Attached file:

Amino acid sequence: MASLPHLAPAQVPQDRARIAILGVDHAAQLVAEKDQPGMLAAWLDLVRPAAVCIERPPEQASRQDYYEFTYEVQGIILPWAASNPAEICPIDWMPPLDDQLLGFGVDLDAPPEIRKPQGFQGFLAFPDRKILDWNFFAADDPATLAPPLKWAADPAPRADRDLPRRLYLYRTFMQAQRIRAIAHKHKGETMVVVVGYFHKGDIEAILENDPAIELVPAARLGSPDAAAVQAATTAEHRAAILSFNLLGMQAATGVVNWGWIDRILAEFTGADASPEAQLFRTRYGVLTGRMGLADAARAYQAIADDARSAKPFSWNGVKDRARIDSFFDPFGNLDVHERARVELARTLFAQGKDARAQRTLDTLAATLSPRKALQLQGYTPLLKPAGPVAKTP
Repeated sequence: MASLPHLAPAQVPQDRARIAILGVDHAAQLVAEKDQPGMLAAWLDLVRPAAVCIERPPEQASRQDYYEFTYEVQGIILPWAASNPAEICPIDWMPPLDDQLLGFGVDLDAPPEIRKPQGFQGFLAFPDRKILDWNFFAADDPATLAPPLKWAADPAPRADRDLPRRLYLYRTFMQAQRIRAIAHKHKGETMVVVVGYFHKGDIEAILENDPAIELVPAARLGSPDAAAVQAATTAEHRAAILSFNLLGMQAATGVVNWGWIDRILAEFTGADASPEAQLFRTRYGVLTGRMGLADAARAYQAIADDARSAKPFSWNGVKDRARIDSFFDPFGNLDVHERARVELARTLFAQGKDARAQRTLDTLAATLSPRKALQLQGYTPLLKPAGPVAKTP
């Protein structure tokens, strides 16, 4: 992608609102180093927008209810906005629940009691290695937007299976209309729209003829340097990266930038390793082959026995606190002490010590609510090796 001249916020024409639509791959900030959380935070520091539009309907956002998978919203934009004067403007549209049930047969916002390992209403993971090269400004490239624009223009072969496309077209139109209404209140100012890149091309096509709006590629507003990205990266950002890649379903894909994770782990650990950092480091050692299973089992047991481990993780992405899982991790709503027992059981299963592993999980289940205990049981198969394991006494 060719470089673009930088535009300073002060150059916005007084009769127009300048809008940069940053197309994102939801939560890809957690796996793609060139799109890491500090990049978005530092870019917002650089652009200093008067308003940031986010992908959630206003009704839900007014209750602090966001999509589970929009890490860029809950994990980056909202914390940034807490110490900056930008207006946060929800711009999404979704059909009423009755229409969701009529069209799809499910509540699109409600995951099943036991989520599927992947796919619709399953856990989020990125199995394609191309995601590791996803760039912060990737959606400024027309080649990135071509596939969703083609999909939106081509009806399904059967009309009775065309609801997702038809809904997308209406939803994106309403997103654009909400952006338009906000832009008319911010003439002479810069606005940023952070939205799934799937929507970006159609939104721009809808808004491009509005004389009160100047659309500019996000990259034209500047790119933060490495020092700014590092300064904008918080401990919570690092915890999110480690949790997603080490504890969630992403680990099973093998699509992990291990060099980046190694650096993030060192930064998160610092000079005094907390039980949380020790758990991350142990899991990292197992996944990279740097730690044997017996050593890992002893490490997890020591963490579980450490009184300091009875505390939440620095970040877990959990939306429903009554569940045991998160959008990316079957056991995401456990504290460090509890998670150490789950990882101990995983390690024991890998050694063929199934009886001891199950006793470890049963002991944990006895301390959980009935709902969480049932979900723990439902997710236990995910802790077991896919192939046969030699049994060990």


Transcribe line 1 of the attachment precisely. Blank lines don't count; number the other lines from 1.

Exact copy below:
Amino acid sequence: MASLPHLAPAQVPQDRARIAILGVDHAAQLVAEKDQPGMLAAWLDLVRPAAVCIERPPEQASRQDYYEFTYEVQGIILPWAASNPAEICPIDWMPPLDDQLLGFGVDLDAPPEIRKPQGFQGFLAFPDRKILDWNFFAADDPATLAPPLKWAADPAPRADRDLPRRLYLYRTFMQAQRIRAIAHKHKGETMVVVVGYFHKGDIEAILENDPAIELVPAARLGSPDAAAVQAATTAEHRAAILSFNLLGMQAATGVVNWGWIDRILAEFTGADASPEAQLFRTRYGVLTGRMGLADAARAYQAIADDARSAKPFSWNGVKDRARIDSFFDPFGNLDVHERARVELARTLFAQGKDARAQRTLDTLAATLSPRKALQLQGYTPLLKPAGPVAKTP